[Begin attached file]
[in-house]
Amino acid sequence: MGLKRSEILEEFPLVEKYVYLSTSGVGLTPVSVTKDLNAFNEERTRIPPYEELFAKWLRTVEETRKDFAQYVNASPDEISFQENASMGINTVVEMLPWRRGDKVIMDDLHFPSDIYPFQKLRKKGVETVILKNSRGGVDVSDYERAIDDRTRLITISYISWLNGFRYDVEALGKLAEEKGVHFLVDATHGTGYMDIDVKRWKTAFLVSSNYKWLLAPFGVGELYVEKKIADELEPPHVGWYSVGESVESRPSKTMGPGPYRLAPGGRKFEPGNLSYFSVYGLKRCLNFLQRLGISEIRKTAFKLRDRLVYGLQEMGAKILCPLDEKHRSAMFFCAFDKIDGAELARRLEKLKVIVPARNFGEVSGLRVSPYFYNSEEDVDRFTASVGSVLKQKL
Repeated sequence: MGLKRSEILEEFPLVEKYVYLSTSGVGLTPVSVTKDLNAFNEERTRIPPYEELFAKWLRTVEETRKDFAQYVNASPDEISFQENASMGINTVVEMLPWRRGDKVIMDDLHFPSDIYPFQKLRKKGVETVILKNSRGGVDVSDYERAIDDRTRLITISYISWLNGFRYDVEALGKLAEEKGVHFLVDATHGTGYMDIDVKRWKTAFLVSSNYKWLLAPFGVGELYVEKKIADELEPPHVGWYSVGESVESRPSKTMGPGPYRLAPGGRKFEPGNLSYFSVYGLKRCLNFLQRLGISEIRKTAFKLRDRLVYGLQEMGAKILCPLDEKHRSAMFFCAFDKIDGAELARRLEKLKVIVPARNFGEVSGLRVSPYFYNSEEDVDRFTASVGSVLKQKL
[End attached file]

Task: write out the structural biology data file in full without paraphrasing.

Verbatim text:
[in-house]
Amino acid sequence: MGLKRSEILEEFPLVEKYVYLSTSGVGLTPVSVTKDLNAFNEERTRIPPYEELFAKWLRTVEETRKDFAQYVNASPDEISFQENASMGINTVVEMLPWRRGDKVIMDDLHFPSDIYPFQKLRKKGVETVILKNSRGGVDVSDYERAIDDRTRLITISYISWLNGFRYDVEALGKLAEEKGVHFLVDATHGTGYMDIDVKRWKTAFLVSSNYKWLLAPFGVGELYVEKKIADELEPPHVGWYSVGESVESRPSKTMGPGPYRLAPGGRKFEPGNLSYFSVYGLKRCLNFLQRLGISEIRKTAFKLRDRLVYGLQEMGAKILCPLDEKHRSAMFFCAFDKIDGAELARRLEKLKVIVPARNFGEVSGLRVSPYFYNSEEDVDRFTASVGSVLKQKL
Repeated sequence: MGLKRSEILEEFPLVEKYVYLSTSGVGLTPVSVTKDLNAFNEERTRIPPYEELFAKWLRTVEETRKDFAQYVNASPDEISFQENASMGINTVVEMLPWRRGDKVIMDDLHFPSDIYPFQKLRKKGVETVILKNSRGGVDVSDYERAIDDRTRLITISYISWLNGFRYDVEALGKLAEEKGVHFLVDATHGTGYMDIDVKRWKTAFLVSSNYKWLLAPFGVGELYVEKKIADELEPPHVGWYSVGESVESRPSKTMGPGPYRLAPGGRKFEPGNLSYFSVYGLKRCLNFLQRLGISEIRKTAFKLRDRLVYGLQEMGAKILCPLDEKHRSAMFFCAFDKIDGAELARRLEKLKVIVPARNFGEVSGLRVSPYFYNSEEDVDRFTASVGSVLKQKL